Total loan: $850
Haveri, Karnataka, KA, India / Agriculture
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A loan helped to set up a showroom of organic vegetable seeds, desi cotton and millet.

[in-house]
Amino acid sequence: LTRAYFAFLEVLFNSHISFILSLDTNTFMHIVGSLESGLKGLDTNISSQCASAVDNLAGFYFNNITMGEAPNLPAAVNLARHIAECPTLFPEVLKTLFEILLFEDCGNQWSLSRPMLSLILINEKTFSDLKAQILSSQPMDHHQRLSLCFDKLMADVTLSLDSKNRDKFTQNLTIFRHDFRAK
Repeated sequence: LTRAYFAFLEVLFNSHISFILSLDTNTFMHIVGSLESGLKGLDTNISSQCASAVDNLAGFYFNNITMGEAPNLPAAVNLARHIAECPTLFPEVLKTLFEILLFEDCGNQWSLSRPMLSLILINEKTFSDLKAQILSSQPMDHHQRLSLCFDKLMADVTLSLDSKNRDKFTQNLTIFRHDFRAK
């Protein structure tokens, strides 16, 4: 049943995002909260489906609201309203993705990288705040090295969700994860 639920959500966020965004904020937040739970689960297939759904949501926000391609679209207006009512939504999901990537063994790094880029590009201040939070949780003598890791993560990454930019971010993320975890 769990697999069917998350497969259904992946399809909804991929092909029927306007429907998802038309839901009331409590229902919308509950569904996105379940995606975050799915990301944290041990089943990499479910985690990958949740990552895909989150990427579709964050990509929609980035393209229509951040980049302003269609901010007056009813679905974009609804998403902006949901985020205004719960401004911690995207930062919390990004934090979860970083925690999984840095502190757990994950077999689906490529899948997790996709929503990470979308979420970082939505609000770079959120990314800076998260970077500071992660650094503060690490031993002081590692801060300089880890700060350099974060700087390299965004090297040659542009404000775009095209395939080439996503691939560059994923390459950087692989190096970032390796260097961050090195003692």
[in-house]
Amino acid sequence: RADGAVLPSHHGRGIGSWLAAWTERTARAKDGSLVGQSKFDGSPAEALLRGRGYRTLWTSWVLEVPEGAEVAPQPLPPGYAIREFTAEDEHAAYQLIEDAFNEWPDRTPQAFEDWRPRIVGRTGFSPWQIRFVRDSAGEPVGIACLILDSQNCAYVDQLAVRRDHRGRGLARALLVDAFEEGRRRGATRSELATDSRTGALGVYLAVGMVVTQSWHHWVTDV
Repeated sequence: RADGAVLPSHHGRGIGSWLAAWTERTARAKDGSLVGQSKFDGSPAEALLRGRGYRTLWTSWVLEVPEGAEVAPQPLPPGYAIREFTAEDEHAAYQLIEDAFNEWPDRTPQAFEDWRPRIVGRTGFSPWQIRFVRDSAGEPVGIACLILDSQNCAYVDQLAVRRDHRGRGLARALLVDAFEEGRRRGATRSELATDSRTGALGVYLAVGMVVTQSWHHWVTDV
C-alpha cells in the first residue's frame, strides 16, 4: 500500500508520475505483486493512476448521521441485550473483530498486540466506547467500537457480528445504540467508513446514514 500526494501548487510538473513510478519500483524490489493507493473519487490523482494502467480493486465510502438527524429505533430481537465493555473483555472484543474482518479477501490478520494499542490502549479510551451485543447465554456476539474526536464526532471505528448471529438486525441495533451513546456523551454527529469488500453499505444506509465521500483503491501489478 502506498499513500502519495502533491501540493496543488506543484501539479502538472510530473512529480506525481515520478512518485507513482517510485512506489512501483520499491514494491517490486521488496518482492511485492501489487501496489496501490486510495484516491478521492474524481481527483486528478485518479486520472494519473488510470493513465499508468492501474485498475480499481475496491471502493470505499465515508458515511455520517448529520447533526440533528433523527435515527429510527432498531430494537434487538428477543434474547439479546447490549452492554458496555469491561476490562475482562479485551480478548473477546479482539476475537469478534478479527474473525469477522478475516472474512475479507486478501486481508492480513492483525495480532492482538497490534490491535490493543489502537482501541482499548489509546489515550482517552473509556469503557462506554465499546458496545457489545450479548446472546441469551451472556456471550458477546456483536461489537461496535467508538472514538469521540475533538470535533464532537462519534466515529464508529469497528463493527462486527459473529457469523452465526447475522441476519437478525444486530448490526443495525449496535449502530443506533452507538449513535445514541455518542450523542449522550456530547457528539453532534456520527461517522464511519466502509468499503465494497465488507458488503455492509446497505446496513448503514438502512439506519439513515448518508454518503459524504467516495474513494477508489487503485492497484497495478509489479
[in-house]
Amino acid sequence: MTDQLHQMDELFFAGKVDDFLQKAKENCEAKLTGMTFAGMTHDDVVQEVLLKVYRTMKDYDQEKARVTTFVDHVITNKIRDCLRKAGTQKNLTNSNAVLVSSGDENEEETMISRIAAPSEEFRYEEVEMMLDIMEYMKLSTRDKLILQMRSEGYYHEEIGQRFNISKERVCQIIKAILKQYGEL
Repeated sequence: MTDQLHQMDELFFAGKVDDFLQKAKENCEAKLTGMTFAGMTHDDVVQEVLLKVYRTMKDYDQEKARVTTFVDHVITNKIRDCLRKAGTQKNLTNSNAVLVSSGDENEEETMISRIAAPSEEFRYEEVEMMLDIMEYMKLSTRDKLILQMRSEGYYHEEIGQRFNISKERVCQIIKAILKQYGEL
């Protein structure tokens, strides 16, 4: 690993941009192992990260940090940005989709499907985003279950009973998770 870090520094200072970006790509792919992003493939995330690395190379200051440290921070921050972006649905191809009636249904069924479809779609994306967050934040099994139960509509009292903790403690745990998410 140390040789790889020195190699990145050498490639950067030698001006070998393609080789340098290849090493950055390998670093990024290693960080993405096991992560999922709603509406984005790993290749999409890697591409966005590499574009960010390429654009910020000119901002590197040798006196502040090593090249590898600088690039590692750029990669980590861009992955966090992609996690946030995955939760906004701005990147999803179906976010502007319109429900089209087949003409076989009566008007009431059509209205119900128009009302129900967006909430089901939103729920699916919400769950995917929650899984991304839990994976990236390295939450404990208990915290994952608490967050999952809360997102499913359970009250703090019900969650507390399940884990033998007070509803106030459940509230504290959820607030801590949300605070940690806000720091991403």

Nagappa is one of the few farmers who have literally turned the tables, not just in his village but across a belt in North Karnataka. Post 1947, when British colonial rule ended in India, the government stressed the adoption of high yield varieties of various crops that included cotton. India had its own rich heritage of cotton varieties, which for their short staple were a favorite of European hand-looms. Many Indian cotton types are also considered to be high absorbents and preferred in surgical processes. But later the government made farmers adopt the hybrid seeds for higher production. This process got a further boost during India's green revolution in the 1970s. As the world started to look for more choices for different clothing types and more environmental concerns were raised, a need in markets was felt for cotton that was not hybrid. Following the trend of a growing demand for this kind of cotton, some local NGOs in India decided to persuade some farmers to adopt again the traditional varieties. Initially there were few takers, but Nagappa was one of them. Nagappa has dedicated himself to organic cultivation of desi (traditional) fiber crops for a long period. His family has been in cotton farming for generations. He alone has revived 24 desi cotton varieties, some of which are currently cultivated in more than 200 acres of land in Makiri village, a rural pocket some 20 kms away from Bydag, Haveri district. He is supplying manufacturers that are creating brands using only organic cottons. Nagappa has laid a foundation for other farmers to learn how to tap the potential of sustainable agriculture. He requested this loan so that he can set up a showroom of organic vegetable seeds, desi cotton and millet for clients and other farmers. His dream is to make his farm a biodiversity center that can be a breathing place for people with similar notion and mindset.